This is an example of scherenschnitte, or scissor-cut paper art. I like the stark white on black image. As far as I can tell, it's a fantasy plant, with the creepy fringed projections like carnivorous Venus flytraps, and the thistle-like crown. I assume this is a child's work, since it's a relatively simple. You can see that it was folded vertically before cutting to achieve the symmetry, and there are pinpricks at the base. One little spray on the left side has fallen off and has slipped into the base at lower left.
Scissor work is a really widespread practice, and folks have been at it for centuries. Portrait silhouettes were among the first affordable likenesses, and some of those artists, like August Edouart, are well-known to collectors. Their products were called shades, shadowgraphs and scissortypes.
There was a prolific scissor cut artist from South Carolina named Carew Rice, who depicted Southern scenes.
And the contemporary artist Kara Walker uses large-scale cutouts as her medium. I don't know that she uses scissors, but she cuts a lot more than paper.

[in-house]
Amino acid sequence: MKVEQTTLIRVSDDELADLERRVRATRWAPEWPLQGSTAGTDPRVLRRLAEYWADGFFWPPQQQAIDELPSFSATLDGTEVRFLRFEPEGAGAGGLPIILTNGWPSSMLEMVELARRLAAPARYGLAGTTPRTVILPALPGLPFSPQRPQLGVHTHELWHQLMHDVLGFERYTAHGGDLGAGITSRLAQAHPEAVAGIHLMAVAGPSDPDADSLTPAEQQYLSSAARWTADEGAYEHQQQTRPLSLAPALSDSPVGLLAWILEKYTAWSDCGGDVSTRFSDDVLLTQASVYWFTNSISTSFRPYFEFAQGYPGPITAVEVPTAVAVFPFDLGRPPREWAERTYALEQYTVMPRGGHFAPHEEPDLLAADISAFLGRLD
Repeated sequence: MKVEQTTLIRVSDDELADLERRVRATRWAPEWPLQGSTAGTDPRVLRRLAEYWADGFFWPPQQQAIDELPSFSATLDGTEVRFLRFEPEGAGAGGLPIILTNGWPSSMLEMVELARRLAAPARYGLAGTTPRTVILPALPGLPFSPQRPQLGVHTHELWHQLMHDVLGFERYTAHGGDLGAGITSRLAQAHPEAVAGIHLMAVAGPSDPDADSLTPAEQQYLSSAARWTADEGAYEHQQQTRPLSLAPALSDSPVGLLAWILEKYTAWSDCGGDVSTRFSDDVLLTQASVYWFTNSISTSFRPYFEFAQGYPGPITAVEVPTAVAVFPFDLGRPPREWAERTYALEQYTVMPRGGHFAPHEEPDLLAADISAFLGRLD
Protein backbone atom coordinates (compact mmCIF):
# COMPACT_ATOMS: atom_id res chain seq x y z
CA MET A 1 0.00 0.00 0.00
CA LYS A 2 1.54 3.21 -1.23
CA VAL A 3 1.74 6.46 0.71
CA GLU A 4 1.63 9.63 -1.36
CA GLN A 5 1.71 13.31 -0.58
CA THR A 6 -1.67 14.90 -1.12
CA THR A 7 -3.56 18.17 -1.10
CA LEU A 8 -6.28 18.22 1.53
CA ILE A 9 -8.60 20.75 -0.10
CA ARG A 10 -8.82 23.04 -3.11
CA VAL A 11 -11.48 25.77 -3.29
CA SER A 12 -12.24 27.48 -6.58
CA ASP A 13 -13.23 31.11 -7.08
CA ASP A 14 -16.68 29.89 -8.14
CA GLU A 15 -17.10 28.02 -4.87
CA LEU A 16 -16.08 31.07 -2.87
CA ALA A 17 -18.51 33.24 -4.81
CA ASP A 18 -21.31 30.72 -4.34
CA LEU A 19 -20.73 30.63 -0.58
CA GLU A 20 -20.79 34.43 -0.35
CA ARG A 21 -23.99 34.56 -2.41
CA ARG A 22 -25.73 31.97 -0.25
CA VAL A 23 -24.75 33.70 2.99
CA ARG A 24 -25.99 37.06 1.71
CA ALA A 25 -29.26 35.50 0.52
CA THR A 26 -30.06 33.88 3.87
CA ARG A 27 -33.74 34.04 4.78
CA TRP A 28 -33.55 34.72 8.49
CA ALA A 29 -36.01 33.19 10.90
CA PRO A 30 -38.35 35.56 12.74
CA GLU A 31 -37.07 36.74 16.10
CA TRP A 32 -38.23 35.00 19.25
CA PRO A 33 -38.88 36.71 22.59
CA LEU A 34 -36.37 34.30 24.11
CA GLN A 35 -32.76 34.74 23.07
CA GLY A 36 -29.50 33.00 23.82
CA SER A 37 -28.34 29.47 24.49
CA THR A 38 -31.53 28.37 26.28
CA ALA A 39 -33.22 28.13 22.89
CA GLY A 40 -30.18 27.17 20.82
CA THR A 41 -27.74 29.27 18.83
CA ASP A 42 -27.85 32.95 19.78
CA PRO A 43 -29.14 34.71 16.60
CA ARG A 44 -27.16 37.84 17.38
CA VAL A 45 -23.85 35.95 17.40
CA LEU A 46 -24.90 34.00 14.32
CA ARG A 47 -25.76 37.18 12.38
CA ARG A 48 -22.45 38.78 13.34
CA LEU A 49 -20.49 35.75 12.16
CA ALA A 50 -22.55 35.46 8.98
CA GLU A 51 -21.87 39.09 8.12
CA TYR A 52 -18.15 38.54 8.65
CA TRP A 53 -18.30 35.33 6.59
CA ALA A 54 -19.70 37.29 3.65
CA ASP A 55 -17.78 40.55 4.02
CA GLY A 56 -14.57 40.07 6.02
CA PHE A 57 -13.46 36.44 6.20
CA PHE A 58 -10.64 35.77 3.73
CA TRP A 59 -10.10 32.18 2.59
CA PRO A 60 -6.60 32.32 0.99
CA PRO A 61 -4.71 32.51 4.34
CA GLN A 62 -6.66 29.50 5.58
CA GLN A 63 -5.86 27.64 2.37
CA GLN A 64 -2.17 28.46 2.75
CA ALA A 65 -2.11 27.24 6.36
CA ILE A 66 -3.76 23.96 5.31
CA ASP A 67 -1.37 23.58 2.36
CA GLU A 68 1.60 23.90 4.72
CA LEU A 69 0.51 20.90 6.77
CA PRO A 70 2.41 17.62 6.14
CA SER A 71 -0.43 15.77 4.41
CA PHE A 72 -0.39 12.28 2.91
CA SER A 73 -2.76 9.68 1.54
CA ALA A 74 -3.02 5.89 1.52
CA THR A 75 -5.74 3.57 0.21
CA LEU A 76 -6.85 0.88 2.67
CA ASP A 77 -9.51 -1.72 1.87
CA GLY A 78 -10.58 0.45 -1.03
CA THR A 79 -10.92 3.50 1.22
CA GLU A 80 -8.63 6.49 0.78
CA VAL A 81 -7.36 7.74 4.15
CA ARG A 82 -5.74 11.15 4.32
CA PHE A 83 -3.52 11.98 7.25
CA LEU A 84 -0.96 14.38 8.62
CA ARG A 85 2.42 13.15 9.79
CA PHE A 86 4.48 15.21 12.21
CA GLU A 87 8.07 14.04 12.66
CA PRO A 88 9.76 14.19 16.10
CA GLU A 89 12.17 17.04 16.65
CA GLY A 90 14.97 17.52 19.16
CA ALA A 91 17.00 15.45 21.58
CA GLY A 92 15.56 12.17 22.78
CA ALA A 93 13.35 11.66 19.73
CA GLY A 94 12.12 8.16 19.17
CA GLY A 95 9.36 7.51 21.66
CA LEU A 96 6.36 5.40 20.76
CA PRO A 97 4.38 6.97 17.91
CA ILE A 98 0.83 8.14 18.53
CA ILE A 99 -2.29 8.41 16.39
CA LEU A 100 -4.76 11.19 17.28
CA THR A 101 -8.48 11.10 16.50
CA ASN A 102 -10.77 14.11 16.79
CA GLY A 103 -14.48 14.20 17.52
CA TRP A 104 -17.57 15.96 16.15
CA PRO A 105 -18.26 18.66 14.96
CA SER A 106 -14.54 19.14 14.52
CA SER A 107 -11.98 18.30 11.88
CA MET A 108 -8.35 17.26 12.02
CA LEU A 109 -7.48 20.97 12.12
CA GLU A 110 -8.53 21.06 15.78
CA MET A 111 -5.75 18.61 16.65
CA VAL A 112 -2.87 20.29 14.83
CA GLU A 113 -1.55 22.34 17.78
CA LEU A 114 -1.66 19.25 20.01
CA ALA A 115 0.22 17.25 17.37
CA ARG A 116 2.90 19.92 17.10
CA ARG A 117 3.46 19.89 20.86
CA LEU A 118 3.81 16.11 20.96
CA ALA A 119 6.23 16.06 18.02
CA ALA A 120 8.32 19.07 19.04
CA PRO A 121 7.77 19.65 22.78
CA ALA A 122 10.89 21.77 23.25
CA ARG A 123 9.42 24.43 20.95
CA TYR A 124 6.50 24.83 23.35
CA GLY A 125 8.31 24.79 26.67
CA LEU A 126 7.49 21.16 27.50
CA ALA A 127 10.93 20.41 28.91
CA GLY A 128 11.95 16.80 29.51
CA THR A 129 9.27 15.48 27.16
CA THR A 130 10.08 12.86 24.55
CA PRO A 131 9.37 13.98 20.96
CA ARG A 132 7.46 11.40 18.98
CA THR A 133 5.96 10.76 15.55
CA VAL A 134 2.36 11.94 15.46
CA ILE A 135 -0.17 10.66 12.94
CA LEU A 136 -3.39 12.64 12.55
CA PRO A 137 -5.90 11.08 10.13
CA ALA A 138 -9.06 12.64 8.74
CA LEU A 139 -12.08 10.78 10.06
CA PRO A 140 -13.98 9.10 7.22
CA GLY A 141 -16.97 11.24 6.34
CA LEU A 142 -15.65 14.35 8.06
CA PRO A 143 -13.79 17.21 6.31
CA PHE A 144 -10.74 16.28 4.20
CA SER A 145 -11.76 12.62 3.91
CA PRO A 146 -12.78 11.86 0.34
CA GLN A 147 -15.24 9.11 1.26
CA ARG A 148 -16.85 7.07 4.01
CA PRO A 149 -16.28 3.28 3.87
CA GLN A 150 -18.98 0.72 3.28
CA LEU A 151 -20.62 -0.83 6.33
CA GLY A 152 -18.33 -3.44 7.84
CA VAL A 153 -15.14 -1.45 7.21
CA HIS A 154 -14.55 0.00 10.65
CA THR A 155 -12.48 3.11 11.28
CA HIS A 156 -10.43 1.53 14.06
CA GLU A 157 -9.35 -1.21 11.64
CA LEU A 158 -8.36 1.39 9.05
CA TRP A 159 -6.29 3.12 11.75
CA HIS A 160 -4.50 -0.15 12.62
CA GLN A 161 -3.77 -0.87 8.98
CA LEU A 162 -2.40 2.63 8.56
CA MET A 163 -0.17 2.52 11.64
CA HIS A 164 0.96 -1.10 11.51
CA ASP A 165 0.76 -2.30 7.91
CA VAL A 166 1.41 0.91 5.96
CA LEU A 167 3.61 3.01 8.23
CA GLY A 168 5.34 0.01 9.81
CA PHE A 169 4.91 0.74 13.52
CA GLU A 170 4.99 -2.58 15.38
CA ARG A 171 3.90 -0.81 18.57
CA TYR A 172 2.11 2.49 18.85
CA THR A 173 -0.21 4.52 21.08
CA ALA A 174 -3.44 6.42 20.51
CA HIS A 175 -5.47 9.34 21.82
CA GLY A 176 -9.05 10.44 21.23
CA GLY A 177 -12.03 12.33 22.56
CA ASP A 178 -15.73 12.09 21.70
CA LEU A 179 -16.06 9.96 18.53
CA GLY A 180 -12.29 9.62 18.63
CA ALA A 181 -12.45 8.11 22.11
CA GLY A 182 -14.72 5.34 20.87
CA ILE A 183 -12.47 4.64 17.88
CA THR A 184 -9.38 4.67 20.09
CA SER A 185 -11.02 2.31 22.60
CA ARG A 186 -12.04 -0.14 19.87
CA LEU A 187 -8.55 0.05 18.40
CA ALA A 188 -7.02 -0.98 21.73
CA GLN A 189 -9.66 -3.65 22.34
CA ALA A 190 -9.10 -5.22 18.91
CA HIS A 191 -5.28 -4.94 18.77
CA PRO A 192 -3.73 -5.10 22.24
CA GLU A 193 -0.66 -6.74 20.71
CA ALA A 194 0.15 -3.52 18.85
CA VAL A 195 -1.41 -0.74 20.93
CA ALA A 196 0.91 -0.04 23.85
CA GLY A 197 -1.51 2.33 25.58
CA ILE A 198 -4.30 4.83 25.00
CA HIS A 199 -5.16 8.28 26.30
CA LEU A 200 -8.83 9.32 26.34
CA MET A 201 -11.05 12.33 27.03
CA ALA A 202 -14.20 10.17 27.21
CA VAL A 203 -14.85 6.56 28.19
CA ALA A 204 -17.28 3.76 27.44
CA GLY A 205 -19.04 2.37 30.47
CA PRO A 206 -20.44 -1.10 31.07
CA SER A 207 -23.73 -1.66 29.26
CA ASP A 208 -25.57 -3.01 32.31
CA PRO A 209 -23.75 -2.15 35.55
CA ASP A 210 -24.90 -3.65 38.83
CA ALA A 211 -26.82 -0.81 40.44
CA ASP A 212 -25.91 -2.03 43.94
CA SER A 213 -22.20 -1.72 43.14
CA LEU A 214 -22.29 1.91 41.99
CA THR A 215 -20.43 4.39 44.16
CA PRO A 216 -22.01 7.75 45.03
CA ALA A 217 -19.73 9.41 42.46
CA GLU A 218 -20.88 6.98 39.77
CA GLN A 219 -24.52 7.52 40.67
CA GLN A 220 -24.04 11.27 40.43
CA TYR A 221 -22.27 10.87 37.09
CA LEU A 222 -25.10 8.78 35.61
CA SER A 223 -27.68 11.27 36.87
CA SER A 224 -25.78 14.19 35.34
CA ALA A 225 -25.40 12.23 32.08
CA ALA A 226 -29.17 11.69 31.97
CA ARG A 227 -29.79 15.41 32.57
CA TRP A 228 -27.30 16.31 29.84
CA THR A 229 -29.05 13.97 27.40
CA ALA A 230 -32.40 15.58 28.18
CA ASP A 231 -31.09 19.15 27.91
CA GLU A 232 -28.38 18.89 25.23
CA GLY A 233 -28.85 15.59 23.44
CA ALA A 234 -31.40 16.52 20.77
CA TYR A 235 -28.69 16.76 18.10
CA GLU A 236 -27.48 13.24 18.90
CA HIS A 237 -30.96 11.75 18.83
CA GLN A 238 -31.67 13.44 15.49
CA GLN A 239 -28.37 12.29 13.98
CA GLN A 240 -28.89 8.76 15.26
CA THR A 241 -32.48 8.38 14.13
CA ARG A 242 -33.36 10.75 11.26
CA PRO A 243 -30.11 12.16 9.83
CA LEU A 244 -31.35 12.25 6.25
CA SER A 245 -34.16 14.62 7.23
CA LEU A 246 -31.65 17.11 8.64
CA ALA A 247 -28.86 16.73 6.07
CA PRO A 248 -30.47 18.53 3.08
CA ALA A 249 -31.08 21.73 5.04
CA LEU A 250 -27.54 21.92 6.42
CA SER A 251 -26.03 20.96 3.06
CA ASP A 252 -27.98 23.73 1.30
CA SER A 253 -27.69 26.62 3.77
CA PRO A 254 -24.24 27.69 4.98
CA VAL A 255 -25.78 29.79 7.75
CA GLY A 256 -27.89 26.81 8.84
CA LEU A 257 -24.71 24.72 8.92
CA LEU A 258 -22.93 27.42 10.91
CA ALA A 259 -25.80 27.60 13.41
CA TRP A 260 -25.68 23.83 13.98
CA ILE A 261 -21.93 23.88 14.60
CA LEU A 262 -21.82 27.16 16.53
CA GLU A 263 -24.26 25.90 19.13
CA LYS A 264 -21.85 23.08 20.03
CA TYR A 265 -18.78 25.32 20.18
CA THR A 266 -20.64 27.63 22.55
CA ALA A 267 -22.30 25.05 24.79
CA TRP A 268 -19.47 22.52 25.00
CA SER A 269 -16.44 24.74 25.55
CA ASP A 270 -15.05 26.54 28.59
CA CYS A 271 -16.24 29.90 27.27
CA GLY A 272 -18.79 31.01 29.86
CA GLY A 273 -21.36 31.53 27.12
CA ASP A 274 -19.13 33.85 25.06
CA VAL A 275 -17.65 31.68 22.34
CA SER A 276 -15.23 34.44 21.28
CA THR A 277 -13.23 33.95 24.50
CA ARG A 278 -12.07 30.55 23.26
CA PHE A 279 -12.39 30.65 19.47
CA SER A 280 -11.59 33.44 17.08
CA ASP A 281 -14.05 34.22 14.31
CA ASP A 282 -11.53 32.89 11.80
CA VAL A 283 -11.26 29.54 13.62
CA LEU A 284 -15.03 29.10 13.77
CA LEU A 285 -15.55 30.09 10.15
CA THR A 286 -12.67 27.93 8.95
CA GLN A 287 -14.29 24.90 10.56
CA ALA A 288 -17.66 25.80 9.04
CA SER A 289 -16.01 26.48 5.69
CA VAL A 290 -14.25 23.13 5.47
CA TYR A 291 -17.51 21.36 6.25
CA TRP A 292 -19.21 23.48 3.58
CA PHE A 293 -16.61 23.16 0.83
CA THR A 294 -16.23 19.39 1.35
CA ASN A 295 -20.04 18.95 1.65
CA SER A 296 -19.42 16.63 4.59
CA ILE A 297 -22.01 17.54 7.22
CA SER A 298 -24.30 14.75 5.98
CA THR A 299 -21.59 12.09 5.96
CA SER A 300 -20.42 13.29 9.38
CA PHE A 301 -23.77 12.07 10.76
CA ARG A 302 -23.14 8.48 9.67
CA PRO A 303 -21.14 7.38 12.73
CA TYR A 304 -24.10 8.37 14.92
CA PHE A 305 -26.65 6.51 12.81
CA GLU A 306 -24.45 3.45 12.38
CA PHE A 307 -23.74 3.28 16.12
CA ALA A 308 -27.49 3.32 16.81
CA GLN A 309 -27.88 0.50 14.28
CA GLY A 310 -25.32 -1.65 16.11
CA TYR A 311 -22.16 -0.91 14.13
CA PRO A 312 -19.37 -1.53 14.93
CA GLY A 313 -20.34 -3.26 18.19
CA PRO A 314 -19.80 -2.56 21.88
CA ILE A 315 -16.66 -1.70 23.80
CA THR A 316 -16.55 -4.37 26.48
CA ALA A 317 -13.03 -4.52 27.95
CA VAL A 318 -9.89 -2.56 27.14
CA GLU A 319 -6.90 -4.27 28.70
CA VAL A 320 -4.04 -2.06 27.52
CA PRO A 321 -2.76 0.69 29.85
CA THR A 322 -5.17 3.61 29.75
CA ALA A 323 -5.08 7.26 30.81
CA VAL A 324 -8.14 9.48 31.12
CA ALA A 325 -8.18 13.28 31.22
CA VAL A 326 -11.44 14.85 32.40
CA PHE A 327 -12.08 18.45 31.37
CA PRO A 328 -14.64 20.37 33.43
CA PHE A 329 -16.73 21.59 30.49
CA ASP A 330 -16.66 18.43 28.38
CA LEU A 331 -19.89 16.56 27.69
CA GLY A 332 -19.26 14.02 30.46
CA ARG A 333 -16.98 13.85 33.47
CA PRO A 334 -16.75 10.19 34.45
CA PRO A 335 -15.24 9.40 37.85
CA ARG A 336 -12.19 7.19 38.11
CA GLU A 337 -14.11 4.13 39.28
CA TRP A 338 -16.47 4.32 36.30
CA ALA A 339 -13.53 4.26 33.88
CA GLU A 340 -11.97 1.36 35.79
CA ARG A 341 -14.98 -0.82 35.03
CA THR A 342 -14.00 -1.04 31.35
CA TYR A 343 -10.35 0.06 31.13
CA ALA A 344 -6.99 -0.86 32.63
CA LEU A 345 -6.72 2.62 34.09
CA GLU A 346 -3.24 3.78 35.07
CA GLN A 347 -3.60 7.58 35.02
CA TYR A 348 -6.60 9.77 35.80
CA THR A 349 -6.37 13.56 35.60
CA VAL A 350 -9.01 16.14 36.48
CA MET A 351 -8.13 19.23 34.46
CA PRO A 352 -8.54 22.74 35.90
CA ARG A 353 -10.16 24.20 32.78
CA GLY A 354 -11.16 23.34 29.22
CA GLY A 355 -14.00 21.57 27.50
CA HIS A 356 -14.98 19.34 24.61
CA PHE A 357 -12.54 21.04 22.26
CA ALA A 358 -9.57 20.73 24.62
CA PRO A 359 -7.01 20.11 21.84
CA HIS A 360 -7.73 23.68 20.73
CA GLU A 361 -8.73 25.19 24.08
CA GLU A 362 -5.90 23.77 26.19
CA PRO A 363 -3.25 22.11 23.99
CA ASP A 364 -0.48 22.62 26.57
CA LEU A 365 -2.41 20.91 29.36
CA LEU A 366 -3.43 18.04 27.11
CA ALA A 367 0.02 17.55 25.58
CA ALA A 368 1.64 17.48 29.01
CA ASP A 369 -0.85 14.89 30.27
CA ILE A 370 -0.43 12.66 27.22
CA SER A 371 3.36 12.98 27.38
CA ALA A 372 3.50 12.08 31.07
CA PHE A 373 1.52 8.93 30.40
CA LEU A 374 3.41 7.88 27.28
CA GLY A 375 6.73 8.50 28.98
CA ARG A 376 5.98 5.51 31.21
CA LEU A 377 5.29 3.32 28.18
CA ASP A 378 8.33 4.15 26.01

I've had an interest in unusual concepts in children's books for a long time. Pop-ups, mechanical, movable images, mix-and-match pages - I like them all. So I decided to share a few here over time. Today I'll start with the Mirror Book for Girls, by Jerome Meyer and illustrated by Elliott Zerner, published in 1949. There's a little reflective disc embedded into the back side of the front cover, and the idea is that the young reader will see herself reflected as various characters. Now, some of them are perfectly weird, like seeing herself as Alice in Wonderland or an Eskimo. Others are something like social gender role engineering - teacher, nurse (with baby), "airplane hostess," movie star. And it all ends up with the ultimate role for the good girl. Unfortunately the little disc is not so bright anymore, and you'll have to project a girl's face in there.